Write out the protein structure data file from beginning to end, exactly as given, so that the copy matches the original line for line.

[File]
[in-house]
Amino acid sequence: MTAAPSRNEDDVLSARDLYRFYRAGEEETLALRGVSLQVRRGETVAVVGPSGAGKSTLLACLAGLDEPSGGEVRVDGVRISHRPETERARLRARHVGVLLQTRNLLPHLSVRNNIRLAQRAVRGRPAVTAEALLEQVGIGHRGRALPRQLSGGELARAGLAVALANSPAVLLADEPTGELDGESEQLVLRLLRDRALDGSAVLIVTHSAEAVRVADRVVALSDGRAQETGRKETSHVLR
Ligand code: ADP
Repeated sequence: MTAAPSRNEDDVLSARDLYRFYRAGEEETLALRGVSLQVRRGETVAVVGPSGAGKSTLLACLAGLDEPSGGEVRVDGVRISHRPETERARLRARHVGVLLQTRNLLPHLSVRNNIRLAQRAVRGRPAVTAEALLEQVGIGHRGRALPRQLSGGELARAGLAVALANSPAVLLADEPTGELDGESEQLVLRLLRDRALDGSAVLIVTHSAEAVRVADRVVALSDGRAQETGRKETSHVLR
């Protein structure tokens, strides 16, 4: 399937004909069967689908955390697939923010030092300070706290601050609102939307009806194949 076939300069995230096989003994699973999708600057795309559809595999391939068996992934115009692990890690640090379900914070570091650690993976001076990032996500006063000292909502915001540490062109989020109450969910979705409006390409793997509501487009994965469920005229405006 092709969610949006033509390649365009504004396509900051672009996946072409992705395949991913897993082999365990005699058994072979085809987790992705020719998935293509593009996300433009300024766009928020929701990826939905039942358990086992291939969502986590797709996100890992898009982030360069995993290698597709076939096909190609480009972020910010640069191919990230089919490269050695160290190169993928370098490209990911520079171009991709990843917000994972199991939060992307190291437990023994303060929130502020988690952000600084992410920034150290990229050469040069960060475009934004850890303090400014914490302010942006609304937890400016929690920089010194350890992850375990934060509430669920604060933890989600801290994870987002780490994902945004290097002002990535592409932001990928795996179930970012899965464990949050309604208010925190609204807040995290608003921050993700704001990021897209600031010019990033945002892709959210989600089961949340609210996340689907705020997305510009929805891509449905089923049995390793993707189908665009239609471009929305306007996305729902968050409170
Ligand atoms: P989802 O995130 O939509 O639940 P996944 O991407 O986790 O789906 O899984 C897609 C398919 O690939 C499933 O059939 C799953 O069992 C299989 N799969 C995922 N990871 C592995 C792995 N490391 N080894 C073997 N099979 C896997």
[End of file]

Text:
[in-house]
Amino acid sequence: MTAAPSRNEDDVLSARDLYRFYRAGEEETLALRGVSLQVRRGETVAVVGPSGAGKSTLLACLAGLDEPSGGEVRVDGVRISHRPETERARLRARHVGVLLQTRNLLPHLSVRNNIRLAQRAVRGRPAVTAEALLEQVGIGHRGRALPRQLSGGELARAGLAVALANSPAVLLADEPTGELDGESEQLVLRLLRDRALDGSAVLIVTHSAEAVRVADRVVALSDGRAQETGRKETSHVLR
Ligand code: ADP
Repeated sequence: MTAAPSRNEDDVLSARDLYRFYRAGEEETLALRGVSLQVRRGETVAVVGPSGAGKSTLLACLAGLDEPSGGEVRVDGVRISHRPETERARLRARHVGVLLQTRNLLPHLSVRNNIRLAQRAVRGRPAVTAEALLEQVGIGHRGRALPRQLSGGELARAGLAVALANSPAVLLADEPTGELDGESEQLVLRLLRDRALDGSAVLIVTHSAEAVRVADRVVALSDGRAQETGRKETSHVLR
């Protein structure tokens, strides 16, 4: 399937004909069967689908955390697939923010030092300070706290601050609102939307009806194949 076939300069995230096989003994699973999708600057795309559809595999391939068996992934115009692990890690640090379900914070570091650690993976001076990032996500006063000292909502915001540490062109989020109450969910979705409006390409793997509501487009994965469920005229405006 092709969610949006033509390649365009504004396509900051672009996946072409992705395949991913897993082999365990005699058994072979085809987790992705020719998935293509593009996300433009300024766009928020929701990826939905039942358990086992291939969502986590797709996100890992898009982030360069995993290698597709076939096909190609480009972020910010640069191919990230089919490269050695160290190169993928370098490209990911520079171009991709990843917000994972199991939060992307190291437990023994303060929130502020988690952000600084992410920034150290990229050469040069960060475009934004850890303090400014914490302010942006609304937890400016929690920089010194350890992850375990934060509430669920604060933890989600801290994870987002780490994902945004290097002002990535592409932001990928795996179930970012899965464990949050309604208010925190609204807040995290608003921050993700704001990021897209600031010019990033945002892709959210989600089961949340609210996340689907705020997305510009929805891509449905089923049995390793993707189908665009239609471009929305306007996305729902968050409170
Ligand atoms: P989802 O995130 O939509 O639940 P996944 O991407 O986790 O789906 O899984 C897609 C398919 O690939 C499933 O059939 C799953 O069992 C299989 N799969 C995922 N990871 C592995 C792995 N490391 N080894 C073997 N099979 C896997």